Chrissy Metz Revealed How Therapy Helped Her Understand Her Relationship with Food

The This Is Us actress spoke about her mental health issues in a recent interview.

Chrissy Metz against a purple background
Photo: Getty Images

Once again, Chrissy Metz is sharing her experiences with mental health issues, helping to break down the stigma that often surrounds them. In a candid new interview with Verywell Mind, Metz opened up about experiencing a panic attack on her 30th birthday — something that prompted her to seek therapy to address unresolved mental health issues she'd been facing since childhood.

Metz, now 41, has had anxiety throughout her life, but it wasn't until her panic attack that she made the connection between what was going on in her mind and body, she told the outlet. At the time, the This Is Us star was working long hours as a talent agent. "I was doing something I knew ultimately in my heart wasn't meant for me," she shared in the recent interview. "My body was starting to tell my mind, 'You're unhappy, something's wrong.' And then my mind started telling my body, 'Yeah, something is wrong.'" (ICYDK: Pink also recently opened up about having panic attacks)

As Metz began therapy, she became more aware of how her relationship to food was related to childhood trauma, she revealed to Verywell Mind. "I wasn't doing what I knew I needed to do to get to that other place in my life," she said. "I needed to understand why I've been hurting my body with food, and all the things that come with that, which means all the past trauma, all my parents' unresolved issues, all of that came bubbling to the surface at 30 years old."

The actress has been open about the physical and emotional abuse she faced in the past. Through therapy, she realized her issues resulted from the underlying trauma she hadn't yet faced head-on. "It's not about the food. Ever. The food is the symptom," she said in the new interview. "[If] you take the food away, all the feelings you've suppressed come up, and then you have to contend with them, because you've never dealt with them."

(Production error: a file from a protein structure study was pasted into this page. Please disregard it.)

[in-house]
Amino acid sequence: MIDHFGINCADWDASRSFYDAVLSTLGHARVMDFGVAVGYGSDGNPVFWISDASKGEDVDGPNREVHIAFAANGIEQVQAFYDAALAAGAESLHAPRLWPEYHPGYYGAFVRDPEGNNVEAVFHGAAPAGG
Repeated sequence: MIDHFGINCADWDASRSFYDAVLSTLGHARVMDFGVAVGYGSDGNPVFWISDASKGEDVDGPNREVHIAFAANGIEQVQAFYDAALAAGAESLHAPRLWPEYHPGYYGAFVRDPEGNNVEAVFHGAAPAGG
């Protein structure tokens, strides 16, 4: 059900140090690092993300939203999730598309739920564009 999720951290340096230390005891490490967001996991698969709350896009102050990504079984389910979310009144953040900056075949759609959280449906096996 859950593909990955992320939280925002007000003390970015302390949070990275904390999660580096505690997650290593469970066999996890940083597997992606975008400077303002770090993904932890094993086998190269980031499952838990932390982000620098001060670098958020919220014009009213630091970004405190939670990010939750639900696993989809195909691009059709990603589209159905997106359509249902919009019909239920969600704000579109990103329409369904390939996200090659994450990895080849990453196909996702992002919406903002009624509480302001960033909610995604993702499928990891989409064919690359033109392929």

Metz is certainly far from alone in her struggles with food. Factors such as comments from family, education, and social media trends influence everyone's outlook on eating, Shana Minei Spence, M.S., R.D.N., C.D.N., a registered dietitian nutritionist who counsels with a HAES and intuitive-eating approach, previously told Shape. They often cause people to form a negative relationship with food, which can mean labeling certain foods as "good" or "bad," or ignoring their bodies' natural hunger cues, she added. It's a topic explored in the series This Is Us, which Metz said portrays multiple perspectives of different ways people struggle with food, according to Verywell Mind. (Read more: How to Have a Healthy Relationship with Food That Lasts)

"For me, once you educate somebody, even if it's in a roundabout way on a TV show or a conversation…the fear goes away, and the shame or the guilt goes away, and that is so important in the journey of contending with your own mental health," she said, referring to all of the mental health issues addressed in the show she's starred in for the past six years.

Metz now has an arsenal of tools she's developed over the years to cope with her mental health issues, including expert-backed practices, such as journaling, meditation, and practicing gratitude. She also still has "a lot of conversations" with her therapist. "I'm so grateful that I have access to healthcare," Metz told Verywell Mind. (

She also strives for balance and prioritizes self-care, whether it's through her love of music or ending her days with a relaxing bath. "When you get off-kilter, the pendulum swings too far. You have to come back," she said.

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